The story was told me by an American who was traveling in Israel several years ago when his rented car began to stall. Suspecting (rightly, as it turned out) that the carburetor needed tuning, he pulled in at a gas station to look for a mechanic. He knew hardly any Hebrew, but having in his possession one of those foreign-language phrase books that specialize in emergencies of all kinds, he opened to the section on “going by car,” found the appropriate phrase, and painstakingly read aloud to the attendant on duty: “A-NEE ho-SHEV sheh-YESH letah-KEHN et [I think an adjustment is needed in] hah-meh-ah-YEHD.” The response was a blank stare. He tried again; again the same reaction. At which point, despairing of his obviously garbled diction, he lifted the hood of the car and pointed directly at the part in question. The mechanic was instantly enlightened. “Ah,” he beamed, “ha-kahr-bu-RAH-tor!”—and the trouble was soon taken care of.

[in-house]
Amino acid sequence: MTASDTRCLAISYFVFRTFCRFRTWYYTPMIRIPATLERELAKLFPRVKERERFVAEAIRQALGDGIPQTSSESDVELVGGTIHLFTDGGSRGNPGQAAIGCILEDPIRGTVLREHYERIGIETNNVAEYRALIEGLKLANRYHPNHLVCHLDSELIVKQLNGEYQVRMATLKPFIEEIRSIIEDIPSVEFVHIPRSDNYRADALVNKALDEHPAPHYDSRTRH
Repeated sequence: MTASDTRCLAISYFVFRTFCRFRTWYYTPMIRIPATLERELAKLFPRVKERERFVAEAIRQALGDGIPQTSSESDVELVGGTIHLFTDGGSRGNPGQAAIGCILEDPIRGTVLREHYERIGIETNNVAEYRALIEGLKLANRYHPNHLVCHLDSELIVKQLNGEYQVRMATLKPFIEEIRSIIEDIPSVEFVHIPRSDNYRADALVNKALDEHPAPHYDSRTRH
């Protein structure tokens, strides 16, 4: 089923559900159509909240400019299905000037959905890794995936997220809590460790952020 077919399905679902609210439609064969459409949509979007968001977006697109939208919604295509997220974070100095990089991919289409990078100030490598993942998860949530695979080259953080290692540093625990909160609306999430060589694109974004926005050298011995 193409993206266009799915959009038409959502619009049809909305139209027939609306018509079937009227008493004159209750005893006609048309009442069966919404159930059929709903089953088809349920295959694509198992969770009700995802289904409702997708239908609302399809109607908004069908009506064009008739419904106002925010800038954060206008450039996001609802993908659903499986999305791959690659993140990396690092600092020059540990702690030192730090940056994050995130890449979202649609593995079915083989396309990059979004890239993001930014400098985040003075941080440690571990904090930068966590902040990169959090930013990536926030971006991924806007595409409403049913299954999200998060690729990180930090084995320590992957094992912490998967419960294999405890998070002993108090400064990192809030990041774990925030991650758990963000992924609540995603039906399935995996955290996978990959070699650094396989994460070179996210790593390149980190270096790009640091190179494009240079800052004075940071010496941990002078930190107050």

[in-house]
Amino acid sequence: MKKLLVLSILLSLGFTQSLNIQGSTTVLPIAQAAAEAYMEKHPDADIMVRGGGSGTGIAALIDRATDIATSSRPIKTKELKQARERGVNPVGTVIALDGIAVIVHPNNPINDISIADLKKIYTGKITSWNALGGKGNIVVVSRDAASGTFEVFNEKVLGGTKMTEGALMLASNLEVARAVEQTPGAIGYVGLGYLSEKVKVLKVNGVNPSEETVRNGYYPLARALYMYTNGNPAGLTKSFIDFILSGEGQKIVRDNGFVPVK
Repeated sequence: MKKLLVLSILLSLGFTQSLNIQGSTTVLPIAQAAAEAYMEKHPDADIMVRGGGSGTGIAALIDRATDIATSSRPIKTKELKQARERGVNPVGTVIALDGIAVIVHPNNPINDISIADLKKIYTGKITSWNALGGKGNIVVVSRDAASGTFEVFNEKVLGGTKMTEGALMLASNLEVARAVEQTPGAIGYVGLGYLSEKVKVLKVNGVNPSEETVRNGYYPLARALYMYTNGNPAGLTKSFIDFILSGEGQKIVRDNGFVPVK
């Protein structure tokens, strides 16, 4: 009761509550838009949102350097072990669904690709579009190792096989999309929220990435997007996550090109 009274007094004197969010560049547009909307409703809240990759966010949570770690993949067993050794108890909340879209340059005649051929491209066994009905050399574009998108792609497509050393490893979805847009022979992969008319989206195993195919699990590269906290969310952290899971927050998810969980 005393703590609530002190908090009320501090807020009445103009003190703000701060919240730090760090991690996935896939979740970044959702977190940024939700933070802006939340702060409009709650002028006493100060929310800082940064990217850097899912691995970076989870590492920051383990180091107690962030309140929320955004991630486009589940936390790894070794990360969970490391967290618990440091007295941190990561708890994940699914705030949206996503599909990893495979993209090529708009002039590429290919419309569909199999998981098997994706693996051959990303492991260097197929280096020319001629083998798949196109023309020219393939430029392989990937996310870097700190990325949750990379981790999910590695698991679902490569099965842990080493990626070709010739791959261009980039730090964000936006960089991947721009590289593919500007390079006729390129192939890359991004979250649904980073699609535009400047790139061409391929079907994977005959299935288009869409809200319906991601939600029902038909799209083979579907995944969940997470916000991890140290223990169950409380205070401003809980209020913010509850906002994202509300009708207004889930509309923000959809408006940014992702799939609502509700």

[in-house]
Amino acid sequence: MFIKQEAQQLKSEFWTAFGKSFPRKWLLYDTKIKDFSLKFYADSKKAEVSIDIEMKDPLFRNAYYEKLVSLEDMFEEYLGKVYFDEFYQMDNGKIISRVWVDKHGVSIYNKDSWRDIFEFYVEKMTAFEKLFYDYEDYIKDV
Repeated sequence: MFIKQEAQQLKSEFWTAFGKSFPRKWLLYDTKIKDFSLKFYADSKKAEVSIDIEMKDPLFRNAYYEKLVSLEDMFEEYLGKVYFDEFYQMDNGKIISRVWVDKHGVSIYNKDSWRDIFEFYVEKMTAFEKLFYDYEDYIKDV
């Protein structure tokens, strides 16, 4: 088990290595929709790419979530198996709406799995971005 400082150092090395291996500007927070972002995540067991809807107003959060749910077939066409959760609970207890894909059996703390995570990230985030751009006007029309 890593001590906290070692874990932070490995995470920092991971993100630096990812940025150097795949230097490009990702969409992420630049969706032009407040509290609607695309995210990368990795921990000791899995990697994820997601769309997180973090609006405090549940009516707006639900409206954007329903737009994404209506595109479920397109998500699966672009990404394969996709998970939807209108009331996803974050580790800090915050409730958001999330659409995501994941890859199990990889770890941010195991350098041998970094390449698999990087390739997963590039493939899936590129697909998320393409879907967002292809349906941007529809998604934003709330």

Usage can change quickly in Israel, and by now the word me'ayed (literally “vaporizer,” from the Biblical ed, “vapor,” which occurs in the plural form in the second chapter of Genesis) may circulate more widely, yet the incident does point to a reality of which not only the occasional tourist but any new resident of Israel who has had to struggle with the problem of communication is well aware, namely, that there are in fact two Hebrew languages in existence today, one that is supposedly spoken and one that generally is. The first, which is limited in its pure form to a small band of philological zealots, is among other things practically free of foreign loan-words, for which it substitutes a large assortment of native Hebraisms, some of ancient vintage, many recently coined. The second, on the other hand, is flooded with borrowings from abroad.